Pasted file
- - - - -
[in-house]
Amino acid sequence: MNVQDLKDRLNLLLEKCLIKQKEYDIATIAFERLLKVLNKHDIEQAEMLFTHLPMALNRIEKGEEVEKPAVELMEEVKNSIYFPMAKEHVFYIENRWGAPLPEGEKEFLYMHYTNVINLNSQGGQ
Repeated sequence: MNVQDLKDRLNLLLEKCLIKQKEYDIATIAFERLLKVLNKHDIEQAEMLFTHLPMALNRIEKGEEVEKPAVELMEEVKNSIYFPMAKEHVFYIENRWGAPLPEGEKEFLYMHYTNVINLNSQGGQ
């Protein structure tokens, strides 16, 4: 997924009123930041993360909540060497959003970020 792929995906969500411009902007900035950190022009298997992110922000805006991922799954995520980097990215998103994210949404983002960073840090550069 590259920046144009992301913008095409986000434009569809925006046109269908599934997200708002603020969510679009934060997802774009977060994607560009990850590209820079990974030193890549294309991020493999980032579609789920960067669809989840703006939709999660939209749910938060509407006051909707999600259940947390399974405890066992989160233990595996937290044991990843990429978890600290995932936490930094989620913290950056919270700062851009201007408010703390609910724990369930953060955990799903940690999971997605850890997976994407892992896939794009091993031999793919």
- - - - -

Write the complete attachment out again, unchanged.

[in-house]
Amino acid sequence: MNVQDLKDRLNLLLEKCLIKQKEYDIATIAFERLLKVLNKHDIEQAEMLFTHLPMALNRIEKGEEVEKPAVELMEEVKNSIYFPMAKEHVFYIENRWGAPLPEGEKEFLYMHYTNVINLNSQGGQ
Repeated sequence: MNVQDLKDRLNLLLEKCLIKQKEYDIATIAFERLLKVLNKHDIEQAEMLFTHLPMALNRIEKGEEVEKPAVELMEEVKNSIYFPMAKEHVFYIENRWGAPLPEGEKEFLYMHYTNVINLNSQGGQ
């Protein structure tokens, strides 16, 4: 997924009123930041993360909540060497959003970020 792929995906969500411009902007900035950190022009298997992110922000805006991922799954995520980097990215998103994210949404983002960073840090550069 590259920046144009992301913008095409986000434009569809925006046109269908599934997200708002603020969510679009934060997802774009977060994607560009990850590209820079990974030193890549294309991020493999980032579609789920960067669809989840703006939709999660939209749910938060509407006051909707999600259940947390399974405890066992989160233990595996937290044991990843990429978890600290995932936490930094989620913290950056919270700062851009201007408010703390609910724990369930953060955990799903940690999971997605850890997976994407892992896939794009091993031999793919």